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Date:   Fri, 3 May 2019 20:07:39 +0200
From:   Borislav Petkov <bp@...en8.de>
To:     Paolo Bonzini <pbonzini@...hat.com>
Cc:     Andy Lutomirski <luto@...nel.org>,
        Sebastian Andrzej Siewior <bigeasy@...utronix.de>,
        Greg KH <gregkh@...uxfoundation.org>,
        LKML <linux-kernel@...r.kernel.org>,
        Rik van Riel <riel@...riel.com>,
        "H. Peter Anvin" <hpa@...or.com>,
        "Jason A. Donenfeld" <Jason@...c4.com>,
        Ard Biesheuvel <ard.biesheuvel@...aro.org>,
        Dave Hansen <dave.hansen@...ux.intel.com>,
        Ingo Molnar <mingo@...hat.com>,
        Nicolai Stange <nstange@...e.de>,
        Radim Krčmář <rkrcmar@...hat.com>,
        Thomas Gleixner <tglx@...utronix.de>, X86 ML <x86@...nel.org>,
        stable <stable@...r.kernel.org>
Subject: Re: [PATCH] x86/fpu: Remove the _GPL from the kernel_fpu_begin/end()
 export

On Fri, May 03, 2019 at 11:21:15AM -0600, Paolo Bonzini wrote:
> Your observation that the API only exists on x86 and s390 has no bearing
> to whether the functions should be EXPORT_SYMBOL_GPL or EXPORT_SYMBOL.
> ARM has kernel_neon_begin/end, PPC has enable/disable_kernel_altivec.
> It's just that SIMD code is so arch-specific that nobody has bothered
> unifying the namings (or, nobody considers the different names a problem
> at all).

This is actually proving my point: there wasn't any real agreement on
what interfaces should be immutable so that out-of-tree code can use
them and us guaranteeing they won't change. Instead, it was a random
thing that just happened.

So if you have to use them in some out-of-tree module, you'd have to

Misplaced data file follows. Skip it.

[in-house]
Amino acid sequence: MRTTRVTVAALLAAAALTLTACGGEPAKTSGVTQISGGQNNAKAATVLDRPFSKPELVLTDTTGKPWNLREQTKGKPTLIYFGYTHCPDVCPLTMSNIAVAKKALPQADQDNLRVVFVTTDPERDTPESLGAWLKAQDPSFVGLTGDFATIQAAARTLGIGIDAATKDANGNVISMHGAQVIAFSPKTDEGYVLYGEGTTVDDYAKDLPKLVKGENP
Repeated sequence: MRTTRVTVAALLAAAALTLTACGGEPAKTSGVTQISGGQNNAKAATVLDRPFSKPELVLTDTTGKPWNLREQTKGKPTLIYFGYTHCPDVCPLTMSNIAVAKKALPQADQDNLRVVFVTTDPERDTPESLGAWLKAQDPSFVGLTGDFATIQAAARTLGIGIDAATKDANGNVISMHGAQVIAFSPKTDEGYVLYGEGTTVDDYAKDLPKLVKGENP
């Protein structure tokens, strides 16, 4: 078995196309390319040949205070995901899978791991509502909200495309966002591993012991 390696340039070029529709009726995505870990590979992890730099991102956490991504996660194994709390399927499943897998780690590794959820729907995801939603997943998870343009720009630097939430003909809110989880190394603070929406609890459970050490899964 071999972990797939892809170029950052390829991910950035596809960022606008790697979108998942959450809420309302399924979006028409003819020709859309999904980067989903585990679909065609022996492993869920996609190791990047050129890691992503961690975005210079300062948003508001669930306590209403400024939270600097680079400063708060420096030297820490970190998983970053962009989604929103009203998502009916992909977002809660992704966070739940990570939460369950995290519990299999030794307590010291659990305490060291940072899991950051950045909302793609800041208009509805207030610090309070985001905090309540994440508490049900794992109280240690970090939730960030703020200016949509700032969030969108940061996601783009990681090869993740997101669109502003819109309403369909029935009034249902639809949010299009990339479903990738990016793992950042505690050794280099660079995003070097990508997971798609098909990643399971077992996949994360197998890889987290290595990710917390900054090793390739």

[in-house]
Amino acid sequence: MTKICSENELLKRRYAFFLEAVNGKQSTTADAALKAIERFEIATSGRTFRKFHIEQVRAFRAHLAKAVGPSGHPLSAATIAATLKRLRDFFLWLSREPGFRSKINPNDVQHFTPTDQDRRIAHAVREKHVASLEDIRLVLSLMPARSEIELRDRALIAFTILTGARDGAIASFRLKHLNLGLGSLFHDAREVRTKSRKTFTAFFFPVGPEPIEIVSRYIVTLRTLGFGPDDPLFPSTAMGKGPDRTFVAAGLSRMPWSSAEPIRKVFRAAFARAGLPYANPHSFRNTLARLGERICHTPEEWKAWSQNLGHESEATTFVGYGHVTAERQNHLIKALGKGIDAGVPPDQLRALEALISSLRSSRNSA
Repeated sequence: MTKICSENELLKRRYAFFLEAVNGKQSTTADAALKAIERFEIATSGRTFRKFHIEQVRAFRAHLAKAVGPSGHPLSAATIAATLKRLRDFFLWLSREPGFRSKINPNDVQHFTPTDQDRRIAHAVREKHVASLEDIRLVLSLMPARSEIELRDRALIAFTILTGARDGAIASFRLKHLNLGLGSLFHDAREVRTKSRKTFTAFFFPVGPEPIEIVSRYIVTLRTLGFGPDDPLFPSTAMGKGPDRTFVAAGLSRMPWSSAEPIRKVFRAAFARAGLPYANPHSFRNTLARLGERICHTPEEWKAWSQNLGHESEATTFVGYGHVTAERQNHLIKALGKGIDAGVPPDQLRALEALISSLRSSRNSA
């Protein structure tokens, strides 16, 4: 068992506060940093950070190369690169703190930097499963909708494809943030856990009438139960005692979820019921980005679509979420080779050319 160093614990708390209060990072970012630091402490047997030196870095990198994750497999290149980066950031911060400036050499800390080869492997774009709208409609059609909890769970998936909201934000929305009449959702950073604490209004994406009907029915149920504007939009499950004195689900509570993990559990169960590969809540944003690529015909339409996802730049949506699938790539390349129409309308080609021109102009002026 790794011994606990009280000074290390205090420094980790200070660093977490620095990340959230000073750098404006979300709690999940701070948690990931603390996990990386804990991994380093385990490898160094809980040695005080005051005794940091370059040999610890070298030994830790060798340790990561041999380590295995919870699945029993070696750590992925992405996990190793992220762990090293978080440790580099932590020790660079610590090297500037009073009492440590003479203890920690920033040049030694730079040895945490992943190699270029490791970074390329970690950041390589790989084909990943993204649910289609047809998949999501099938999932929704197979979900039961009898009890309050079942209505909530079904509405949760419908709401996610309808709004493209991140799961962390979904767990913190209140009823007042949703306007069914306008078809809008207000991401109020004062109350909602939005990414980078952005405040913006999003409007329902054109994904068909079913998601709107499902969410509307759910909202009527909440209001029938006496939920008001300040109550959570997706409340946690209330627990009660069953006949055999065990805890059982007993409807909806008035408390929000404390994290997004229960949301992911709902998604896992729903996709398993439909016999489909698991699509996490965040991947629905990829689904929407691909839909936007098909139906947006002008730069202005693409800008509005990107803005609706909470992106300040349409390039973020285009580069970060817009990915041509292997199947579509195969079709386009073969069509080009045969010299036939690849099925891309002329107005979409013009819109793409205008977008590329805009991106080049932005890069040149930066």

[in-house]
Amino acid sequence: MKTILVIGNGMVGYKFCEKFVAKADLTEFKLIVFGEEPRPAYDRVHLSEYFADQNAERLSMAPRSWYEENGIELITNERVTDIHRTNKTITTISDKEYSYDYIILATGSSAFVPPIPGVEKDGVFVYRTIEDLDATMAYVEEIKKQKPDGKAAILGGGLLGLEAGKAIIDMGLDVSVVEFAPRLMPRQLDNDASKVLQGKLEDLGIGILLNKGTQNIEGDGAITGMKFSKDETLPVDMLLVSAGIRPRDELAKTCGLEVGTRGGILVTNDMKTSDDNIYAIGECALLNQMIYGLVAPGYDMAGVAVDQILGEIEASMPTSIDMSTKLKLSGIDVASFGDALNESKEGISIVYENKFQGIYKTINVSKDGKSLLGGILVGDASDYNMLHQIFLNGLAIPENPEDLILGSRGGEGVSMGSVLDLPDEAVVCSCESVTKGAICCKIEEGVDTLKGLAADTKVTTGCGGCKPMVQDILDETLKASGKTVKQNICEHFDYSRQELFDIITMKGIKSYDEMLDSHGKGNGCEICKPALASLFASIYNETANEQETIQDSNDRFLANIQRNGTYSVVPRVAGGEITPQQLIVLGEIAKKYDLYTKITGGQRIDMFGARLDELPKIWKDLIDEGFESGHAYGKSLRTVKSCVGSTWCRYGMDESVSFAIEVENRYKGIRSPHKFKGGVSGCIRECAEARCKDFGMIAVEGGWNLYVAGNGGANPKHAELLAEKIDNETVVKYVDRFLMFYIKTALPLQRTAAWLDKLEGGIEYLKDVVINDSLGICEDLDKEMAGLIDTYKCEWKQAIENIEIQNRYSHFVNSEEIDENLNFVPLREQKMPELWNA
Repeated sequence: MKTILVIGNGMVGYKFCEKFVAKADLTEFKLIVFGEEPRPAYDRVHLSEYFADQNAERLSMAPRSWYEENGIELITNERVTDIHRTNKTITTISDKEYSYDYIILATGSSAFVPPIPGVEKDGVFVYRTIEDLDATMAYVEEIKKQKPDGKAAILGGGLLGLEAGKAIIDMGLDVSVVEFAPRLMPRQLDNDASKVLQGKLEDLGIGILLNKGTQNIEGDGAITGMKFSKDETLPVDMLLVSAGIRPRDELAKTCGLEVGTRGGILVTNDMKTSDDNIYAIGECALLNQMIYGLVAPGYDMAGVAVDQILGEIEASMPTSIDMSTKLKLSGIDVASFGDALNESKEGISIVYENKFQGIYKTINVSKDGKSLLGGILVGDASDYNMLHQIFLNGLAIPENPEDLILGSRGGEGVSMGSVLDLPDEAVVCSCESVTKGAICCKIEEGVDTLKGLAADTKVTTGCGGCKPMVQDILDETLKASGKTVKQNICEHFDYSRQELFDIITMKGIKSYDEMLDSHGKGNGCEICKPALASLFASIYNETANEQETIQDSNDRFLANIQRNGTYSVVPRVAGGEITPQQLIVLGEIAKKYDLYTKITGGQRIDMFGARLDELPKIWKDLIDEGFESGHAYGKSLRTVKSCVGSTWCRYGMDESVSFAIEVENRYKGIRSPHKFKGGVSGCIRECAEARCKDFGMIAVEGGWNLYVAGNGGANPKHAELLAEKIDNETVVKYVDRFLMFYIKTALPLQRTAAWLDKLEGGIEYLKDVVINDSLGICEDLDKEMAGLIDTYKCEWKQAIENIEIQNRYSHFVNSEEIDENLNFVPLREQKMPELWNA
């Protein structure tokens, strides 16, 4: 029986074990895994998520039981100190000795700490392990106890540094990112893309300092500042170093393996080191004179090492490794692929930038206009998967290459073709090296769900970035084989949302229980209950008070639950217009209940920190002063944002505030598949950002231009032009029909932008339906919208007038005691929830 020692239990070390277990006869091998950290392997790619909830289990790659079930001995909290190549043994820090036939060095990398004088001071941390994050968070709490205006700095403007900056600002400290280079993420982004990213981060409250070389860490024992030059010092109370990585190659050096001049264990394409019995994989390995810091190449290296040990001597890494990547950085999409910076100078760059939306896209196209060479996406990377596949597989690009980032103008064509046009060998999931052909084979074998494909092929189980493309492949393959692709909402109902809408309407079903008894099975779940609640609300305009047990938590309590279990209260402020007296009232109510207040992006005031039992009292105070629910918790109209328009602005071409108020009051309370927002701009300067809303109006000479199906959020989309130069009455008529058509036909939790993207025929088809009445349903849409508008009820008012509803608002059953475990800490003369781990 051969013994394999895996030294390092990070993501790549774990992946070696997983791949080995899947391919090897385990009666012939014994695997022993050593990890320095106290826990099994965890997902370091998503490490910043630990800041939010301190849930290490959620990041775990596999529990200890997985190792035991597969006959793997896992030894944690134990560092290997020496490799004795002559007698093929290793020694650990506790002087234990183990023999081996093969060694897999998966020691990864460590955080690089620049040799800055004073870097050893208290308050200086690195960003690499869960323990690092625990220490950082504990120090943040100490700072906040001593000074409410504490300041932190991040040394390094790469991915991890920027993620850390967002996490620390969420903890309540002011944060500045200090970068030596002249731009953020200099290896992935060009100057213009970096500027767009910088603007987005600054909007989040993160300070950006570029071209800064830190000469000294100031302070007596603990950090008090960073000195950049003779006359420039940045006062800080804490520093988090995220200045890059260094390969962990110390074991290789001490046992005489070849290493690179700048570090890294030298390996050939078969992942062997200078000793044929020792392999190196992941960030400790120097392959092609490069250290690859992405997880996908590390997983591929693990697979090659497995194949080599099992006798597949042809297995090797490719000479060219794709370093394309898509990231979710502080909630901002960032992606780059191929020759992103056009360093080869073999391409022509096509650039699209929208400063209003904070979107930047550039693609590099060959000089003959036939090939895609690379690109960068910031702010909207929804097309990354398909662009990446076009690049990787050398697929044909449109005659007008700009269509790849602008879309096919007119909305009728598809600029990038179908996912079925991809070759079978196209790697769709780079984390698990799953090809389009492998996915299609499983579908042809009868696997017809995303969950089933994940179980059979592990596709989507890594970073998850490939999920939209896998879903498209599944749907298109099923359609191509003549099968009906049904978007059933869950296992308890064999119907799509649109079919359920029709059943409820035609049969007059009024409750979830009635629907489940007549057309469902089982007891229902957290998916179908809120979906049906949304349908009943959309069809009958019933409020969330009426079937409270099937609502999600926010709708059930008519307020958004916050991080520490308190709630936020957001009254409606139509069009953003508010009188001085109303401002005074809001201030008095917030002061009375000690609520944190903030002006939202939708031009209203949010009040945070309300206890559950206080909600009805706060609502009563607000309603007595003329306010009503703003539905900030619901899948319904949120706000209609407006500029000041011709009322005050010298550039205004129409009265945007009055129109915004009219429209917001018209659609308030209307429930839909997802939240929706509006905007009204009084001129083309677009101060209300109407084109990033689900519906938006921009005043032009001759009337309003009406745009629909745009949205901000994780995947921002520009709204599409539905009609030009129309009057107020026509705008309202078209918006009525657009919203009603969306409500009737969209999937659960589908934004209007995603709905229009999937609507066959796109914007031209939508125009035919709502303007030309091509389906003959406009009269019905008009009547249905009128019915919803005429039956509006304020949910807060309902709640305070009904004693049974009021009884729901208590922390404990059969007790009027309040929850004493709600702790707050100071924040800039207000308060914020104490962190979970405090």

do arch-specific hackery, obviously, because each arch does different
things.

So what happened is that out-of-tree module simply grabbed them and now
when we change our implementation, we broke it. And I care about this
why exactly?

So let me cut to the chase: you and Andy are arguing about what exactly?

* We should support out-of-tree code in general?

* We should support out-of-tree code if/when <fill in the specifics which
out-of-tree code should be supported by Linux and which not>?

* We should be free to change kernel interfaces and implementation as
we see fit, without paying attention to some out-of-tree, probably
license-incompatible, maybe even proprietary code? (I don't think it is
that, though).

* Something else I've missed.

So before we waste any more time with this, let's agree on the rules
first: do we support out-of-tree code and if so, how much and to what
degree?

This keeps happening so I think we should write it all down so that it
is crystal clear to all parties involved what can and cannot be done.
And then when we all agree, we can enforce those rules and then act
accordingly when changing implementations.

Maybe it is written down somewhere but I haven't found it yet so if you
do, pls point me to it.

-- 
Regards/Gruss,
    Boris.

Good mailing practices for 400: avoid top-posting and trim the reply.

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